“And that’s already related to the person’s specific personality, in addition to a technical ability to play,” Yehezkel says. “I prefer not to know, and from there to express myself, to talk and to play, in that way I’m constantly learning new things about the instrument. Recently at a performance I started to sing into the pantam and realized I could produce a reverberating sound from it without touching it. I performed before a large audience, took out this instrument, started to sing and play and saw 200 people getting up, standing, in complete silence. The audience is glued to the playing and when I finish there is wild applause and shouts of genuine excitement.”

The pantam was first displayed at a music fair in Frankfurt in 2001. It’s made from a strip of metal that undergoes a chemical process and is hammered out by hand, inspired by a Trinidadian steel drum. During the first year of manufacture the pantam was sold for 200 euros ($220). Over the years the price soared and reached 2,400 euros. But Rohner and Scharer decided at the end of 2013 to discontinue its manufacture and to focus on another instrument, the gubal.

Today the original pantams go for as much as $13,000 at public auctions. “That was not the artist’s intention,” says Assaf Shemesh of Kalimba!!!, a store for ethnic instruments in Tel Aviv. He and his brother Yaniv are promoting the instrument in various ways. Among other things, they started a festival in Israel featuring only the pantam.

“After my baby was born four years ago,” says Shemesh, “this is one of the first instruments that entered the house. And when he grew up, it was one of the first instruments that my son played. Almost anyone can play it intuitively, you don’t have to be an exceptional musician or read notes to produce a melody. It requires a little practice, but for musicians it’s a simple instrument. You choose a scale and you can play local songs and invent music.”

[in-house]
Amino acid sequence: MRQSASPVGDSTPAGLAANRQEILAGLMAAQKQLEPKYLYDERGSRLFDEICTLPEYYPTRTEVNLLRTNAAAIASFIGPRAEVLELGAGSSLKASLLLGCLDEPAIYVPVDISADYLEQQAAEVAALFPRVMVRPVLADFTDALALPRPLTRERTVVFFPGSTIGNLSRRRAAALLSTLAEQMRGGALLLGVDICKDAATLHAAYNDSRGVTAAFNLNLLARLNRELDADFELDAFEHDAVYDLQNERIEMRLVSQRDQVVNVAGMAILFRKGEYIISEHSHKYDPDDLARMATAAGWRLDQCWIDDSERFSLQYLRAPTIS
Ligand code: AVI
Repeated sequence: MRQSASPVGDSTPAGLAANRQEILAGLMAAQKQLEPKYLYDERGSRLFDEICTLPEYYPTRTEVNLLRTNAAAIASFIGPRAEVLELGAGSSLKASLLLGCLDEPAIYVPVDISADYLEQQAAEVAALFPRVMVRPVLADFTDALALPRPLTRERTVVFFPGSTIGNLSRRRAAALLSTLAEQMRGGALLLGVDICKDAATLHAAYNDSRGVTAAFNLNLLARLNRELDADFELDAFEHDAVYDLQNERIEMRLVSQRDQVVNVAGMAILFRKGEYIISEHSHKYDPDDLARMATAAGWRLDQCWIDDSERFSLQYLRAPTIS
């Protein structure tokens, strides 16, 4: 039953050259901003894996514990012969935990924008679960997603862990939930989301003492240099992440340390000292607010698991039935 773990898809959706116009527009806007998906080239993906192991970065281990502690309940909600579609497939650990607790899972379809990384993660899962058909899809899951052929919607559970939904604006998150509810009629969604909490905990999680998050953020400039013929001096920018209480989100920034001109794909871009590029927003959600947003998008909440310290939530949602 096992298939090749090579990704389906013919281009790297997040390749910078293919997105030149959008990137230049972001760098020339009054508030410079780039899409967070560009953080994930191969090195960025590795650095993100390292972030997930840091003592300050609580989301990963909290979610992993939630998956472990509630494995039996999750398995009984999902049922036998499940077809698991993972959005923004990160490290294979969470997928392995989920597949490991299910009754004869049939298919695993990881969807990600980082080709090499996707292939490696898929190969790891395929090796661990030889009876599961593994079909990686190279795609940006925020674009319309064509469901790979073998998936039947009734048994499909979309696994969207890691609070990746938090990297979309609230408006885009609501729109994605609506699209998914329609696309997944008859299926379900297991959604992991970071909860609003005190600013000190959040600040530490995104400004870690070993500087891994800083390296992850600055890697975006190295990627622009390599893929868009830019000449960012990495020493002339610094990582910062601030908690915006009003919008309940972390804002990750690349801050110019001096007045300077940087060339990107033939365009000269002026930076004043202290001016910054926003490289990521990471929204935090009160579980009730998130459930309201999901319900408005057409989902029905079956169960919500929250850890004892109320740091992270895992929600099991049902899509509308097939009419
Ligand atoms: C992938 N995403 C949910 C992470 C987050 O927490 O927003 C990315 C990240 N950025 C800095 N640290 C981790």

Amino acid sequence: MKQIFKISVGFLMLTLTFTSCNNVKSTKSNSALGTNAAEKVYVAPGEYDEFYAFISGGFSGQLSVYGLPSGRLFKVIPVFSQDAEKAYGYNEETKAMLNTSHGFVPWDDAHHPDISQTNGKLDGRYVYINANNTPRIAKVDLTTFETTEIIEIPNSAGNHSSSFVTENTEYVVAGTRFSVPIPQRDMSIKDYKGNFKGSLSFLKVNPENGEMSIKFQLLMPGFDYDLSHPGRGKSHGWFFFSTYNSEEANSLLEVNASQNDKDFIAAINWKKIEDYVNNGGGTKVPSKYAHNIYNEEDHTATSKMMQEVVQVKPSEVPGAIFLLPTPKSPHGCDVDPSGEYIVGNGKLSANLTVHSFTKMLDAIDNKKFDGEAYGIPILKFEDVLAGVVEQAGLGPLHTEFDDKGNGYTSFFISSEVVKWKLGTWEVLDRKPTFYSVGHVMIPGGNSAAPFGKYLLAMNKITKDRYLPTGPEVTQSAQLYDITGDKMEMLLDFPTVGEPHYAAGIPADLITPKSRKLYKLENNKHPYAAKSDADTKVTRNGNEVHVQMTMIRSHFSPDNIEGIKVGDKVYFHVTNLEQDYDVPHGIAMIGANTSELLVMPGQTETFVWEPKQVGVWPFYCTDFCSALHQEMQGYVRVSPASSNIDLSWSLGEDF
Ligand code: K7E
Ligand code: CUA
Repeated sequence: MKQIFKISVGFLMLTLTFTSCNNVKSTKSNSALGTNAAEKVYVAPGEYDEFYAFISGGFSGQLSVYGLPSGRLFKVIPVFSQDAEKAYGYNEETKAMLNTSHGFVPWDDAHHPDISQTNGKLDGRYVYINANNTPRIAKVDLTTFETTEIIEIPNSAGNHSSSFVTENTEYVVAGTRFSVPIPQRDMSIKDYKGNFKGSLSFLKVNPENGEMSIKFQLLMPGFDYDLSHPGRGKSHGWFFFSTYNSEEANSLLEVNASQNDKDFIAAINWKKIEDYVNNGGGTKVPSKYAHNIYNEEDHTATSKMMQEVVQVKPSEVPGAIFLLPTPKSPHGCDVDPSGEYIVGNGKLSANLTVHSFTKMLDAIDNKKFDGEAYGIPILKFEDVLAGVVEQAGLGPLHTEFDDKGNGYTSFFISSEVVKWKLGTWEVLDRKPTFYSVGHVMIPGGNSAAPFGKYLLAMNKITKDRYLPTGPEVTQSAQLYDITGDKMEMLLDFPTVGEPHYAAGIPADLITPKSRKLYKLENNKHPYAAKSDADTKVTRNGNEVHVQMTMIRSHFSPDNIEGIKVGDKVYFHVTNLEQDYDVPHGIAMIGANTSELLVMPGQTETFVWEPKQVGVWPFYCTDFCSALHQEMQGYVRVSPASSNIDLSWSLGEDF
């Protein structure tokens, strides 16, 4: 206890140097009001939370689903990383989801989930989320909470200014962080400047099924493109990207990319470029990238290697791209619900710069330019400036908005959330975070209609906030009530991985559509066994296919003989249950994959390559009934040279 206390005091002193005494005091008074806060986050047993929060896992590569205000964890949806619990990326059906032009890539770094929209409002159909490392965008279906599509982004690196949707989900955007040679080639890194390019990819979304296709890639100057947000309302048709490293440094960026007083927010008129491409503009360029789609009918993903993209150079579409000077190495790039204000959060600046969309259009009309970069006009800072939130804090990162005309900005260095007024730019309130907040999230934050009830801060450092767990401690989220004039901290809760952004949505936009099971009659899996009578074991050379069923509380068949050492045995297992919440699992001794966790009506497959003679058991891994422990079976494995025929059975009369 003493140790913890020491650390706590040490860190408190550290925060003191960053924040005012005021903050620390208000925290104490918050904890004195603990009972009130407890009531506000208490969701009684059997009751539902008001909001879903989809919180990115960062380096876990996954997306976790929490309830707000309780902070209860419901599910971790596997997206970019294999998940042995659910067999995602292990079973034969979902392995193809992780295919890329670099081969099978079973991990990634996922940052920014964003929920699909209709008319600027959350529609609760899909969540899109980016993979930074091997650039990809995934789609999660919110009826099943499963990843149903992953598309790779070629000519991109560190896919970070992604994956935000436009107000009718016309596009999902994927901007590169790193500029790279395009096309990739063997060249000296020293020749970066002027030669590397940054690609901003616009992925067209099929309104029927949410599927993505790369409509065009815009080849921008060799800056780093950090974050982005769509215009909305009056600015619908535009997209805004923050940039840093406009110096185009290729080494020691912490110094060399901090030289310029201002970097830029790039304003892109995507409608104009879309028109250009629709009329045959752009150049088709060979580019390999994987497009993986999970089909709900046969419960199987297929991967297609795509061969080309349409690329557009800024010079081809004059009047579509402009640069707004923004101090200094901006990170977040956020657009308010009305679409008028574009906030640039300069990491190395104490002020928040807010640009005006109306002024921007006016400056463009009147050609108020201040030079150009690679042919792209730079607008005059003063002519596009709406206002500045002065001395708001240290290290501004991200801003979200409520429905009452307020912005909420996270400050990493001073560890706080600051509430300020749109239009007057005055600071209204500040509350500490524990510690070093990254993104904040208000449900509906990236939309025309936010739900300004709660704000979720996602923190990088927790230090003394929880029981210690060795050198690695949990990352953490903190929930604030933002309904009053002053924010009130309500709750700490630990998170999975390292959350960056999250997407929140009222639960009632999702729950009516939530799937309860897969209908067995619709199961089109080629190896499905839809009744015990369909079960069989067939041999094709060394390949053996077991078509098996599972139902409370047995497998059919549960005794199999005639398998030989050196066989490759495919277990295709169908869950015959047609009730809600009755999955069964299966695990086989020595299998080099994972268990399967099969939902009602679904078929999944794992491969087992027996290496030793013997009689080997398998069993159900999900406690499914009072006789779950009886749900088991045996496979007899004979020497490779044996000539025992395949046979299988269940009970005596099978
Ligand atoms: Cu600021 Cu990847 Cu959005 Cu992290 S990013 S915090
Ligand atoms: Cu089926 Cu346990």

After production in the pantam workshop was discontinued, dozens of private “makers” began to develop and sell their versions of the instrument. Eran Butbika recently began importing the colorful hapi drum, which looks like a metal-colored turtle with holes, an American design and patent made in India. “I was in India in Hampi, a place in the south with basalt rocks,” he says, “and there was a guy who went up to the mountain every evening to jam with his instrument. I came with my guitar and he gave me his hapi, and that’s how the love story began.

“A hapi can be amplified and you can perform on large stages and record, it comes in different scales, major and minor. These are pentatonic instruments so you can’t make a mistake. You don’t have to worry about technique. It’s an amazing first instrument,” he says.

Eliav Maman, from the Israeli website My Hang, which was created in 2012 to sell the instrument, is pleased that PANArt has stopped manufacturing it. “When they stopped making [the pantam], there was a major boom and the prices increased. It’s an instrument that you can’t find today. Many merchants have stopped selling it, because everyone wanted to keep his pantam close to him. I have a few pantams and people from all over the country are interested in them but not everyone has enough money.”

Why do they want one of their own?

“It’s an amazing instrument. It’s elegant, it can be carried anywhere, it produces relaxing sounds. Every pantam has a scale and every indentation is a note on this scale, and it makes no difference where you strike it, the sound is harmonic. The Pantam’s sounds are very subdued, strange to the ear and connected to nature. It’s hard for people to ignore them, and it also has the shape of a spaceship, it catches the eye and it’s cool and strange to see how from a few fingers and taps harmonic melodies emerge.”